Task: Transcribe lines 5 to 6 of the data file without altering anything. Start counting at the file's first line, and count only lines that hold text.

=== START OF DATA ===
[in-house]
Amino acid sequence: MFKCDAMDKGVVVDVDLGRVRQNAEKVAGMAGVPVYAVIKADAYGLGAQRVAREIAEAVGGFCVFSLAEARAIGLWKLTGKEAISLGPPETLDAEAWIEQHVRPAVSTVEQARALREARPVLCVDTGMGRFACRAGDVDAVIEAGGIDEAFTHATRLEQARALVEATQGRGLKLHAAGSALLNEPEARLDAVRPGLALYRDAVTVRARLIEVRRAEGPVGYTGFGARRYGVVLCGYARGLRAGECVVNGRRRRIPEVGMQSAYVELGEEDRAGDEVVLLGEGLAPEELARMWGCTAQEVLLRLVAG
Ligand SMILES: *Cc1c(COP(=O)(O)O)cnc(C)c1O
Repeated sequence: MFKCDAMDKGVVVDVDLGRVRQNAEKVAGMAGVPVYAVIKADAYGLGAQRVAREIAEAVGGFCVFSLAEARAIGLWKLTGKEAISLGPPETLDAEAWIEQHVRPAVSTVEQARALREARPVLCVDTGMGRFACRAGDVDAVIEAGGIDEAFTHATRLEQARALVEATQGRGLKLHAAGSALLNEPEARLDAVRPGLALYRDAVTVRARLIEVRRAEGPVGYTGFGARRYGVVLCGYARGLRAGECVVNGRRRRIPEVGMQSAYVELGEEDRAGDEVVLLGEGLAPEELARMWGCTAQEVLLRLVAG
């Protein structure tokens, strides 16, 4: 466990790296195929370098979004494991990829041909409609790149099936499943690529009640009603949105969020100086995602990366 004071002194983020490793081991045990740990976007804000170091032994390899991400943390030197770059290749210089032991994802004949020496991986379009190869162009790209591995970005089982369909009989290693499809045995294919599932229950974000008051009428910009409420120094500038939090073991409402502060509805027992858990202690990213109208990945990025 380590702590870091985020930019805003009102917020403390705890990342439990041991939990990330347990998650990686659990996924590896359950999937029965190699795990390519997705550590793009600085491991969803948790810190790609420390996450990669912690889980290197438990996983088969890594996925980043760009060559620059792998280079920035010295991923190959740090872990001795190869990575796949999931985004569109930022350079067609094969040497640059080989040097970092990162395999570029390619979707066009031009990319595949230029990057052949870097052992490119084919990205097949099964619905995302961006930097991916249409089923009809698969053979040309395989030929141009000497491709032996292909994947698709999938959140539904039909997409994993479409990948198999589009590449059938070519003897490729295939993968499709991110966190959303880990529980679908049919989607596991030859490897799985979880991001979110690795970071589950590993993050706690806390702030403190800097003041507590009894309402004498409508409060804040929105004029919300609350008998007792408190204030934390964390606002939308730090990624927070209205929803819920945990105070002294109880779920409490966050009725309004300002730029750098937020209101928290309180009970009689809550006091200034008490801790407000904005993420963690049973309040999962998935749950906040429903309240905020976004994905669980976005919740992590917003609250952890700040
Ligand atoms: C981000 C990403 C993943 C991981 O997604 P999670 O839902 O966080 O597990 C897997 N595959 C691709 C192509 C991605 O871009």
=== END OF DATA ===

């Protein structure tokens, strides 16, 4: 466990790296195929370098979004494991990829041909409609790149099936499943690529009640009603949105969020100086995602990366 004071002194983020490793081991045990740990976007804000170091032994390899991400943390030197770059290749210089032991994802004949020496991986379009190869162009790209591995970005089982369909009989290693499809045995294919599932229950974000008051009428910009409420120094500038939090073991409402502060509805027992858990202690990213109208990945990025 380590702590870091985020930019805003009102917020403390705890990342439990041991939990990330347990998650990686659990996924590896359950999937029965190699795990390519997705550590793009600085491991969803948790810190790609420390996450990669912690889980290197438990996983088969890594996925980043760009060559620059792998280079920035010295991923190959740090872990001795190869990575796949999931985004569109930022350079067609094969040497640059080989040097970092990162395999570029390619979707066009031009990319595949230029990057052949870097052992490119084919990205097949099964619905995302961006930097991916249409089923009809698969053979040309395989030929141009000497491709032996292909994947698709999938959140539904039909997409994993479409990948198999589009590449059938070519003897490729295939993968499709991110966190959303880990529980679908049919989607596991030859490897799985979880991001979110690795970071589950590993993050706690806390702030403190800097003041507590009894309402004498409508409060804040929105004029919300609350008998007792408190204030934390964390606002939308730090990624927070209205929803819920945990105070002294109880779920409490966050009725309004300002730029750098937020209101928290309180009970009689809550006091200034008490801790407000904005993420963690049973309040999962998935749950906040429903309240905020976004994905669980976005919740992590917003609250952890700040
Ligand atoms: C981000 C990403 C993943 C991981 O997604 P999670 O839902 O966080 O597990 C897997 N595959 C691709 C192509 C991605 O871009």